The CAO cigar company was founded in 1968 by Cano A. Ozgener, a Turkish immigrant who started the company as a vehicle for the distribution of humidors and pipes. Not until the 80’s did he venture into the cigar business, with a cigar called Casa de Manuel. Unfortunately, it did not succeed.
Several years later Ozgener tried again, this time catching the wave of the “cigar boom” in the mid 1990’s. The CAO Black was released, but it too failed make a splash in a market full of newcomers. Later on, the CAO Gold would garner the attention needed to put CAO on the map.
Soon Michael Jordan would be seen smoking a CAO churchill after winning the NBA championship. Now there’s an endorsement!
The first CAO cigars were produced in part by Nestor Plasencia, and later Carlos Toraño and Jose Blanco (of La Aurora) would have a hand in CAO production. Today the company is controlled more directly by the Ozgener family, with factories in Nicaragua and Honduras.
Double wrapped cigars seem to be a bit of a trend these days, with double maduros produced by both CAO and Cusano; a double Connecticut is also made by Cusano, and Oliveros is making a double Corojo. (And by “double” I mean both the wrapper and binder are the same type of leaf.)
If this double Cameroon is as good as CAO’s MX2 double maduro, this should be a real treat.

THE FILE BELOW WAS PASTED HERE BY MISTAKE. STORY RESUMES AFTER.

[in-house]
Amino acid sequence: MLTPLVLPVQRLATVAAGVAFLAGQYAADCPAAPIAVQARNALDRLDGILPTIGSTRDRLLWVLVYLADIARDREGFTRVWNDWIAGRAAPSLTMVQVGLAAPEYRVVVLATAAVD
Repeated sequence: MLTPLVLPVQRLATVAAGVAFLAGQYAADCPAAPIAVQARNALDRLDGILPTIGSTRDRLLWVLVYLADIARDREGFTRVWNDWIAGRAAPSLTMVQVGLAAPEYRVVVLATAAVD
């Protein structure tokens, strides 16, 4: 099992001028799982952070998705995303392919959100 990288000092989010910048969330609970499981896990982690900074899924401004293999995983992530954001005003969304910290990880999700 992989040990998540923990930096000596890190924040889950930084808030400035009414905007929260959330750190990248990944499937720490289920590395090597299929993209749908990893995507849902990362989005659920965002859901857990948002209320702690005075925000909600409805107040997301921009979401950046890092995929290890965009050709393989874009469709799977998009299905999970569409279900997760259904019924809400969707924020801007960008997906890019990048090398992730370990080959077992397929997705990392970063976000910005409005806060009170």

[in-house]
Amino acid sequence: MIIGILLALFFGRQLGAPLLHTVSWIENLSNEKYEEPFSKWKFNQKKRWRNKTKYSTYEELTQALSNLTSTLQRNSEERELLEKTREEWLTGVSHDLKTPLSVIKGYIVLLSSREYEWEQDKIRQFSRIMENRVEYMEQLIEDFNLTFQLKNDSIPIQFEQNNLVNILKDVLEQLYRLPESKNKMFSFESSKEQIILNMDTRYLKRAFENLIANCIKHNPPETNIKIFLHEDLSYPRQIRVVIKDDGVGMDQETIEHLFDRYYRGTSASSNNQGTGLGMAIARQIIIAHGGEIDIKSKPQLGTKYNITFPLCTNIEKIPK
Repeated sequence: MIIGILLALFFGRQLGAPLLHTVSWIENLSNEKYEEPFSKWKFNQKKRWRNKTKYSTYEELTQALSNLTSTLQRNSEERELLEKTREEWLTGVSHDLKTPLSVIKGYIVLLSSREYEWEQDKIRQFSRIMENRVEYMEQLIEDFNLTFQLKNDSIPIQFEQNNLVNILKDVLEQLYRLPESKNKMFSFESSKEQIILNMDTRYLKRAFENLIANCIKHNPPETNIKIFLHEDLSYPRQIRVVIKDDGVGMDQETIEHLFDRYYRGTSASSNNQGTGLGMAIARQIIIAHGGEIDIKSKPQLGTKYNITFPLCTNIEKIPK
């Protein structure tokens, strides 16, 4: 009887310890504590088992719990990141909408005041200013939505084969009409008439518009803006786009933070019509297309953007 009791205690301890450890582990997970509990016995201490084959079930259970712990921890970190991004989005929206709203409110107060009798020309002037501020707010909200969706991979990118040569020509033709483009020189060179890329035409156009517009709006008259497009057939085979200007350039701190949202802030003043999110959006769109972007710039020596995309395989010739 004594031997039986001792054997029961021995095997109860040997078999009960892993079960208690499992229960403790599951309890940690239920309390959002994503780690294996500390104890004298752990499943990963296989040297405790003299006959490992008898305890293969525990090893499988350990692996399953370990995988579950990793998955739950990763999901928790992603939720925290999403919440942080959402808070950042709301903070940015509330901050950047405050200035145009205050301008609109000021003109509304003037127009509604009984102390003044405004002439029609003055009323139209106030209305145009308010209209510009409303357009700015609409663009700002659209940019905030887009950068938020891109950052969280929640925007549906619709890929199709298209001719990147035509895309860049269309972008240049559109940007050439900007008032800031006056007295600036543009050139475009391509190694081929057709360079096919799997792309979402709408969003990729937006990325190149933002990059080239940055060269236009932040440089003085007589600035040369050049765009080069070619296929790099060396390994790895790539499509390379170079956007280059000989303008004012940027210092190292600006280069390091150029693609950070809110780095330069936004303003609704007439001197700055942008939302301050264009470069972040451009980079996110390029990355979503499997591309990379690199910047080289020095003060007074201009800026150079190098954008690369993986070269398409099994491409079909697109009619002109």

The CAO CX2 Robusto is round, as opposed to the box-pressed CAO L’Anniversaire Cameroon. It measures a standard 5 x 52. The wrapper is “first grade” Cameroon and the binder is of course Cameroon leaf as well. The filler is an unusual combination of Columbian and Nicaraguan (Jalapa) leaf. I can’t think of another cigar that uses Columbian tobacco. This should be interesting.
The wrapper is a medium colorado maduro color with relatively little tooth for a cameroon. Prelight the scent of the wrapper is a little gamey. I guillotined the cap and found the draw to be firm and the prelight taste grassy.
The outer leaf is quite fragile and is prone to splitting. I’ve been storing these at around 65% RH, and they probably need to be at 70 or more. The split allowed me to look at the cameroon binder. I’ve always thought of cameroon as exclusively a wrapper, but the roughness of this binder clearly shows its grittier side.
The burn is uneven, requiring two or three touchups. On the plus side, the draw is perfect. It’s a firmly packed cigar and burns slowly.
If you love the taste of cameroon, this one has it… but in my opinion it has a little too much. The aroma is overwhelmingly sweet and spicy. Like a fine perfume, cameroon doesn’t require a massive application. The CX2 is a medium bodied cigar, with a bit of a kick at the end, and maintains a balanced woody flavor with a little salt. The last third gets somewhat bitter.
A must try for cameroon lovers, but be prepared for an onslaught of spice. In my book, a little cameroon goes a long way.